It’s not what you think, but it’s a good read nevertheless.
Daily Archives: April 16, 2012
Stephen Hill announces his early departure from Georgia Tech to the NFL, only to hear his head coach question his judgment.
“I was surprised, but in this day and age, that’s what a lot of those guys do,” Johnson said in a recent interview. “I wouldn’t say it caught me totally off-guard. I was surprised, but nothing really surprises me anymore.”
Fast forward a few weeks. Now Hill is projected as a first day draft selection and that of course means total vindication for the theory that the triple option offense is a proven way of developing pro talent at wide receiver.
“A lot of people want to be negative and say it hurts them and they don’t get developed. But the feedback that I’ve gotten is that they [are ready for the NFL]. The offense kind of turns them into a complete player, and they can see all of that on tape.”
So Johnson doesn’t watch much tape. Tech fans can rest easy knowing that somebody among this bunch is ready to become the next first round draft pick and that high school receivers all over the country will be taking a closer look at the Jackets from now on.
As much of an unabashed proponent of openness and transparency as I am, I can’t say I blame Greg McGarity for feeling like this:
“I think I’ve got a good pulse of what’s going on internally, and I don’t sense there are team-related issues that are of major concern,” athletic director Greg McGarity said. “We’ve got some spots where we need tightening up, but that’s true with every program.”
But McGarity is aware of the perception.
“We’re getting beat up a lot — and maybe we can do some things where we don’t have to get beat up so much,” he said.
Elaborating: McGarity said Georgia may begin a practice of not announcing any disciplinary action of players, unless there’s a legal issue that would make it unavoidable.
“If you announce that somebody has violated team policy today, you have to read about it for five months before the first game,” McGarity said. “Do we need to put ourselves in that position?”
Schultz says the problem is that information like that tends to leak out to the media anyway – a compliant Alabama media begs to differ with him on that point, by the way – but I suspect the bigger problem here is that such a policy would dramatically cut down on the number of AJ-C posts on the subject. The paper’s fish for hits marketing approach would take a hit. (To be fair, the AJ-C is far from the only local media outlet which devotes plenty of attention to the subject. It just tends to be the most sarcastic.)
McGarity’s also got a point that the internal reality of program discipline may very well be quite different from the public perception, but that comes with the territory of what people tend to pay attention to. Regardless of whether you hear about it once or five times, bad news sells.
As far as controlling the message, though, if Schultz’ opening paragraph is an example of how McGarity’s done that by being open with the information, I can hardly see how keeping quiet could produce worse results. Schultz’ whole piece is a self-refutation of his argument.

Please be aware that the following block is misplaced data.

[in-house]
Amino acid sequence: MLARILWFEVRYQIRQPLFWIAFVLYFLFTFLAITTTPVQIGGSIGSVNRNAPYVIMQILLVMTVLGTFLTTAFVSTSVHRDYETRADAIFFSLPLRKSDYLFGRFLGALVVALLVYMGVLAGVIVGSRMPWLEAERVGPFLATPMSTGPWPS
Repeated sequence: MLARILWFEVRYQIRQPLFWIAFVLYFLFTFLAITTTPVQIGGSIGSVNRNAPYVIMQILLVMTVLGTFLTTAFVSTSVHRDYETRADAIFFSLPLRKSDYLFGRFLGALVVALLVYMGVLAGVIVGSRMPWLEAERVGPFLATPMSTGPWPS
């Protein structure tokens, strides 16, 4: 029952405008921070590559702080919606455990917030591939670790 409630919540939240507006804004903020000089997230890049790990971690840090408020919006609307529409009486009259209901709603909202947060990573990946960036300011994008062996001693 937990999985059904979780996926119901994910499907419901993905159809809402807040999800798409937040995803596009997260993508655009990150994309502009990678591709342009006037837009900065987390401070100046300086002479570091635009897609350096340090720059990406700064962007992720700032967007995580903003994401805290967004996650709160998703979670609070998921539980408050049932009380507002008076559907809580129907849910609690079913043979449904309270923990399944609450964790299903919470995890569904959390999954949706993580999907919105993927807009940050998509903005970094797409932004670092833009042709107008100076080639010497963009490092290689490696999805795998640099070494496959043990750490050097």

Like I said, this isn’t what I’d like to see McGarity do. Less information is bad for blogging. But I get where the man is coming from.
UPDATE: Elkon raises the obvious question about how much any of this should matter in the first place.
… As I learned when I wrote about Georgia’s drug policy, UGA’s strict approach to marijuana use is the result of a school-wide effort to deter drug and excessive alcohol use. Mark Richt did not implement the policy based on a belief that casual marijuana use is bad for team morale or on-field performance. Indeed, he is not the one who implemented the policy in the first place. If that would have been his rationale, then Florida’s experience under Meyer would completely refute it. As it is, Hayes’ article should be mandatory reading for someone like Jeff Schultz, whose angle on Georgia football seems to be that the police blotter reflects that Mark Richt has lost total control over the team and the loss of control is affecting results on the field. Meyer managed to win a pair of national titles with off-field issues that put Georgia’s scooter issues to shame.
Spring practice is over and we enter the 40 years in the wilderness part of the college football calendar, so here’s a little something to put a smile on your face. It’s Petra Haden’s a cappella cover of “I Can See For Miles”. I’m guessing you’ve never heard The Who sound like this before.
As you can tell, everyone’s having a great time with it. Haden actually put together a cover of the entire “The Who Sells Out” album in that style, if you’re interested.
If you enjoyed that, here’s a bonus clip:
I can imagine how this G-Day discussion went.
… The starters on offense — particularly a line with three new starters — had reason to be encouraged when it marched 75 yards on its second drive, capped by a 6-yard Ken Malcome touchdown run.
“I think the past week and a half, two weeks have been awesome for the offense,” said quarterback Aaron Murray, who completed 7 of 17 passes for 112 yards and hit Tavarres King for a 33-yard touchdown. “I’m very happy with how the spring ended.”
Jones said defensive coordinator Todd Grantham told the starting unit that they were playing too laid back after that drive.
The next time Murray was in, Jones pressured him on an incompletion. Nose guard John Jenkins got his right hand up to knock down a Murray pass. Sanders Commings delivered a crowd-pleasing hit on Marlon Brown and Cornelius Washington dropped Malcome for a 2-yard loss.
May his in-game suggestions work as well once the season commences.